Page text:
They've gone too far

Discussion in 'SitRep' started by RabidAlien, Sep 4, 2009.

  1. RabidAlien

    RabidAlien Active Member

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    Gates: AP decision 'appalling' - Yahoo! News

    Defense Secretary Robert Gates is objecting “in the strongest terms” to an Associated Press decision to transmit a photograph showing a mortally wounded 21-year-old Marine in his final moments of life, calling the decision “appalling” and a breach of “common decency.”

    The AP reported that the Marine’s father had asked – in an interview and in a follow-up phone call — that the image, taken by an embedded photographer, not be published.

    The AP reported in a story that it decided to make the image public anyway because it “conveys the grimness of war and the sacrifice of young men and women fighting it.”

    The photo shows Lance Cpl. Joshua M. Bernard of New Portland, Maine, who was struck by a rocket-propelled grenade in a Taliban ambush Aug. 14 in Helmand province of southern Afghanistan, according to The AP.

    Gates wrote to Thomas Curley, AP’s president and chief executive officer. “Out of respect for his family’s wishes, I ask you in the strongest of terms to reconsider your decision. I do not make this request lightly. In one of my first public statements as Secretary of Defense, I stated that the media should not be treated as the enemy, and made it a point to thank journalists for revealing problems that need to be fixed – as was the case with Walter Reed."

    “I cannot imagine the pain and suffering Lance Corporal Bernard’s death has caused his family. Why your organization would purposefully defy the family’s wishes knowing full well that it will lead to yet more anguish is beyond me. Your lack of compassion and common sense in choosing to put this image of their maimed and stricken child on the front page of multiple American newspapers is appalling. The issue here is not law, policy or constitutional right – but judgment and common decency.”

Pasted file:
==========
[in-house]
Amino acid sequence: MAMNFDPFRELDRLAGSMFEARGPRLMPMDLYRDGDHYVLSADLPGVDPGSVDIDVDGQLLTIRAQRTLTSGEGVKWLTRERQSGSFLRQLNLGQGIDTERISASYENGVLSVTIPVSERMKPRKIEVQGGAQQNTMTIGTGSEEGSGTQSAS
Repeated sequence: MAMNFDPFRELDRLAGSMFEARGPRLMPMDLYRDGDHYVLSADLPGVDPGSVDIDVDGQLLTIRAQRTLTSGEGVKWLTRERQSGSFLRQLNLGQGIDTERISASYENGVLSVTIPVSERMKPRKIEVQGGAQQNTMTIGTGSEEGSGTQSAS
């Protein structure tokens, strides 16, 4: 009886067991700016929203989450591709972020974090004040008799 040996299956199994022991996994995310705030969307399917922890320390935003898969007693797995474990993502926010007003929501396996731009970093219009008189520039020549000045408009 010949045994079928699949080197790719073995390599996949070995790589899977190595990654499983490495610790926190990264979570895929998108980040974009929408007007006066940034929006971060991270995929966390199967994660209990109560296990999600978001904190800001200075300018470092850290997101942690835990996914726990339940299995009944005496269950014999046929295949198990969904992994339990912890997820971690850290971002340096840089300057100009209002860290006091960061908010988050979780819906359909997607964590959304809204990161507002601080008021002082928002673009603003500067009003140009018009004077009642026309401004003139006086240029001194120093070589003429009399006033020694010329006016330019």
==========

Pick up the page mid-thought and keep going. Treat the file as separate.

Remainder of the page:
The four-paragraph letter concluded, “Sincerely,” then had Gates’ signature.

    The photo, first transmitted Thursday morning and repeated Friday morning, carries the warning, “EDS NOTE: GRAPHIC CONTENT.”

    The caption says: “In this photo taken Friday, Aug. 14, 2009, Lance Cpl. Joshua Bernard is tended to by fellow U.S. Marines after being hit by a rocket propelled grenade during a firefight against the Taliban in the village of Dahaneh in the Helmand Province of Afghanistan. Bernard was transported by helicopter to Camp Leatherneck where he later died of his wounds.”

    Gates’ letter was sent Thursday, after he talked to Curley by phone at about 3:30 p.m. Pentagon Press Secretary Geoff Morrell said Gates told Curley: “I am asking you to reconsider your decision to publish this graphic photograph of Lance Corporal Bernard. I am begging you to defer to the wishes of the family. This will cause them great pain.”

    Curley was “very polite and willing to listen,” and send he would reconvene his editorial team and reconsider, Morrell said. Within the hour, Curley called Morrell and said the editors had reconvened but had ultimately come to the same conclusion.

    Gates “was greatly disappointed they had not done the right thing,” Morrell said.

    The Buffalo News ran the photo on page 4, and the The (Wheeling, W.Va.) Intelligencer ran an editorial defending its decision to run the photo. Some newspapers – including the Arizona Republic, The Washington Times and the Orlando Sentinel – ran other photos from the series. Several newspaper websites – including the Akron Beacon-Journal and the St. Petersburg Times – used the photo online.

    Morrell said Gates wanted the information about his conversations released “so everyone would know how strongly he felt about the issue.”

    The Associated Press reported in a story about deliberations about that photo that “after a period of reflection,” the news service decided “to make public an image that conveys the grimness of war and the sacrifice of young men and women fighting it.

    “The image shows fellow Marines helping Bernard after he suffered severe leg injuries. He was evacuated to a field hospital where he died on the operating table,” AP said. “The picture was taken by Associated Press photographer Julie Jacobson, who accompanied Marines on the patrol and was in the midst of the ambush during which Bernard was wounded. … ‘AP journalists document world events every day. Afghanistan is no exception. We feel it is our journalistic duty to show the reality of the war there, however unpleasant and brutal that sometimes is,’ said Santiago Lyon, the director of photography for AP.

    “He said Bernard's death shows ‘his sacrifice for his country. Our story and photos report on him and his last hours respectfully and in accordance with military regulations surrounding journalists embedded with U.S. forces.’”

    The AP reported that it “waited until after Bernard's burial in Madison, Maine, on Aug. 24 to distribute its story and the pictures.”